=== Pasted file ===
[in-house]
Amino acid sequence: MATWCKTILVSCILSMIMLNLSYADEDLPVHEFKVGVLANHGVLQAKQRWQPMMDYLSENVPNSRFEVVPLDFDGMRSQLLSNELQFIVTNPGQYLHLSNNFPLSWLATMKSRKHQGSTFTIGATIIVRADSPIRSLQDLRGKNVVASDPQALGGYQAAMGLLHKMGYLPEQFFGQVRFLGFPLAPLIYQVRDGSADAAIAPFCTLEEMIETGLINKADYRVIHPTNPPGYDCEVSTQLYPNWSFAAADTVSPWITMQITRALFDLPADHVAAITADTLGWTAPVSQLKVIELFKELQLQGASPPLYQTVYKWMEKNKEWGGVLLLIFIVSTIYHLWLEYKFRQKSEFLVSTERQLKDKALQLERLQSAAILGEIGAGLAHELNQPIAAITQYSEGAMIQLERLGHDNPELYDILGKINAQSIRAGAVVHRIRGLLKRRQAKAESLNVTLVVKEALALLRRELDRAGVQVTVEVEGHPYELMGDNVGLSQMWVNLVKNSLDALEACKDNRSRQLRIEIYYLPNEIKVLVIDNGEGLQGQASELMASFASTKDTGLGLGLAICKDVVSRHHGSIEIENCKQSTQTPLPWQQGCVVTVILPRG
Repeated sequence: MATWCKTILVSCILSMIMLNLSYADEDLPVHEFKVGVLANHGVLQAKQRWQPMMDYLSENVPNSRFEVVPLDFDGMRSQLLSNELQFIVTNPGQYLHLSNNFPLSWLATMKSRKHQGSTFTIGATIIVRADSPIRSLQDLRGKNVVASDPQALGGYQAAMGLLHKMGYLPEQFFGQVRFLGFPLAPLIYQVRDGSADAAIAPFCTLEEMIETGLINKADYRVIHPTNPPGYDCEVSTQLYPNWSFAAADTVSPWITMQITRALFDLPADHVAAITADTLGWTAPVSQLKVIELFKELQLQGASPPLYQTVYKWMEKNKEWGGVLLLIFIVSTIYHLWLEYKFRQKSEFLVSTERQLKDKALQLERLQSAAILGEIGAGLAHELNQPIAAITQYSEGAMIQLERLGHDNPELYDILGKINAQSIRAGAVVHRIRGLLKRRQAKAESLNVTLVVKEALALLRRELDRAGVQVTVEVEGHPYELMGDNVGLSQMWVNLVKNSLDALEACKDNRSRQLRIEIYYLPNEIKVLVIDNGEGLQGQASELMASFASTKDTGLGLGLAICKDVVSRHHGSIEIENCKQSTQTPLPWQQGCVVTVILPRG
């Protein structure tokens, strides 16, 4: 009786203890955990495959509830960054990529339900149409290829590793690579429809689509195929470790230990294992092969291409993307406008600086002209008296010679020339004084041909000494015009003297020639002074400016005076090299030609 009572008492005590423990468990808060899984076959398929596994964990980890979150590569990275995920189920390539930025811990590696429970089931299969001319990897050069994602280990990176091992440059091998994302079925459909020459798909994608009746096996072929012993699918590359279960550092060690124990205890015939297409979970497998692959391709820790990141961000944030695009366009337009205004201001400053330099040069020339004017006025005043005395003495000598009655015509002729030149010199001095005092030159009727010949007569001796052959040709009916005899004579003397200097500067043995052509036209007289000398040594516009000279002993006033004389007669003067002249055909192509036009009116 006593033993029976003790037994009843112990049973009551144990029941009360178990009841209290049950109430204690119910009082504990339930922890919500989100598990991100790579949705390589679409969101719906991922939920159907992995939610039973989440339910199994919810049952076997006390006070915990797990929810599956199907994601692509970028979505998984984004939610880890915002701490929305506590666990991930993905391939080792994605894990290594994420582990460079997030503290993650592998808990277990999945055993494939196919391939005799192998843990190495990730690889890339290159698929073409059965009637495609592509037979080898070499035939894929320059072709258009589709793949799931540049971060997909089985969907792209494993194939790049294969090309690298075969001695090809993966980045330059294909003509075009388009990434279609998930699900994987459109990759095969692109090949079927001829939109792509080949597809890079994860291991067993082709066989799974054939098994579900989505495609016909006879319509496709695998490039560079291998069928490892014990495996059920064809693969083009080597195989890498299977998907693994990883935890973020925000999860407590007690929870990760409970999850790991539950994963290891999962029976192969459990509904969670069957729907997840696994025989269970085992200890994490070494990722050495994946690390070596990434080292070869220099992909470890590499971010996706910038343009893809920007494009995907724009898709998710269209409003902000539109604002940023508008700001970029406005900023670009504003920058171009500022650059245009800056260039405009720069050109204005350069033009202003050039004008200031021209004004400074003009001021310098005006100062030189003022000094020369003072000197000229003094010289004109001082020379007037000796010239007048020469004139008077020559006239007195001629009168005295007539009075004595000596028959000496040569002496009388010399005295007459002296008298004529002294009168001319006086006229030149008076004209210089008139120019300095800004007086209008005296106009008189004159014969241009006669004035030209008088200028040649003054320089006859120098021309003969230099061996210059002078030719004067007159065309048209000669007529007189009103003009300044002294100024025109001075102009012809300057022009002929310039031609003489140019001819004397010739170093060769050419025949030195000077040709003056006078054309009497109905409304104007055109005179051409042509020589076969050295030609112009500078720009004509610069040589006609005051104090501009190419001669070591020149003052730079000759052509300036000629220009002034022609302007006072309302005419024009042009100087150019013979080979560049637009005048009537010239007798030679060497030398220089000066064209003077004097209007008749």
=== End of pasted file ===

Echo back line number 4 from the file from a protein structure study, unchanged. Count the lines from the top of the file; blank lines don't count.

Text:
């Protein structure tokens, strides 16, 4: 009786203890955990495959509830960054990529339900149409290829590793690579429809689509195929470790230990294992092969291409993307406008600086002209008296010679020339004084041909000494015009003297020639002074400016005076090299030609 009572008492005590423990468990808060899984076959398929596994964990980890979150590569990275995920189920390539930025811990590696429970089931299969001319990897050069994602280990990176091992440059091998994302079925459909020459798909994608009746096996072929012993699918590359279960550092060690124990205890015939297409979970497998692959391709820790990141961000944030695009366009337009205004201001400053330099040069020339004017006025005043005395003495000598009655015509002729030149010199001095005092030159009727010949007569001796052959040709009916005899004579003397200097500067043995052509036209007289000398040594516009000279002993006033004389007669003067002249055909192509036009009116 006593033993029976003790037994009843112990049973009551144990029941009360178990009841209290049950109430204690119910009082504990339930922890919500989100598990991100790579949705390589679409969101719906991922939920159907992995939610039973989440339910199994919810049952076997006390006070915990797990929810599956199907994601692509970028979505998984984004939610880890915002701490929305506590666990991930993905391939080792994605894990290594994420582990460079997030503290993650592998808990277990999945055993494939196919391939005799192998843990190495990730690889890339290159698929073409059965009637495609592509037979080898070499035939894929320059072709258009589709793949799931540049971060997909089985969907792209494993194939790049294969090309690298075969001695090809993966980045330059294909003509075009388009990434279609998930699900994987459109990759095969692109090949079927001829939109792509080949597809890079994860291991067993082709066989799974054939098994579900989505495609016909006879319509496709695998490039560079291998069928490892014990495996059920064809693969083009080597195989890498299977998907693994990883935890973020925000999860407590007690929870990760409970999850790991539950994963290891999962029976192969459990509904969670069957729907997840696994025989269970085992200890994490070494990722050495994946690390070596990434080292070869220099992909470890590499971010996706910038343009893809920007494009995907724009898709998710269209409003902000539109604002940023508008700001970029406005900023670009504003920058171009500022650059245009800056260039405009720069050109204005350069033009202003050039004008200031021209004004400074003009001021310098005006100062030189003022000094020369003072000197000229003094010289004109001082020379007037000796010239007048020469004139008077020559006239007195001629009168005295007539009075004595000596028959000496040569002496009388010399005295007459002296008298004529002294009168001319006086006229030149008076004209210089008139120019300095800004007086209008005296106009008189004159014969241009006669004035030209008088200028040649003054320089006859120098021309003969230099061996210059002078030719004067007159065309048209000669007529007189009103003009300044002294100024025109001075102009012809300057022009002929310039031609003489140019001819004397010739170093060769050419025949030195000077040709003056006078054309009497109905409304104007055109005179051409042509020589076969050295030609112009500078720009004509610069040589006609005051104090501009190419001669070591020149003052730079000759052509300036000629220009002034022609302007006072309302005419024009042009100087150019013979080979560049637009005048009537010239007798030679060497030398220089000066064209003077004097209007008749």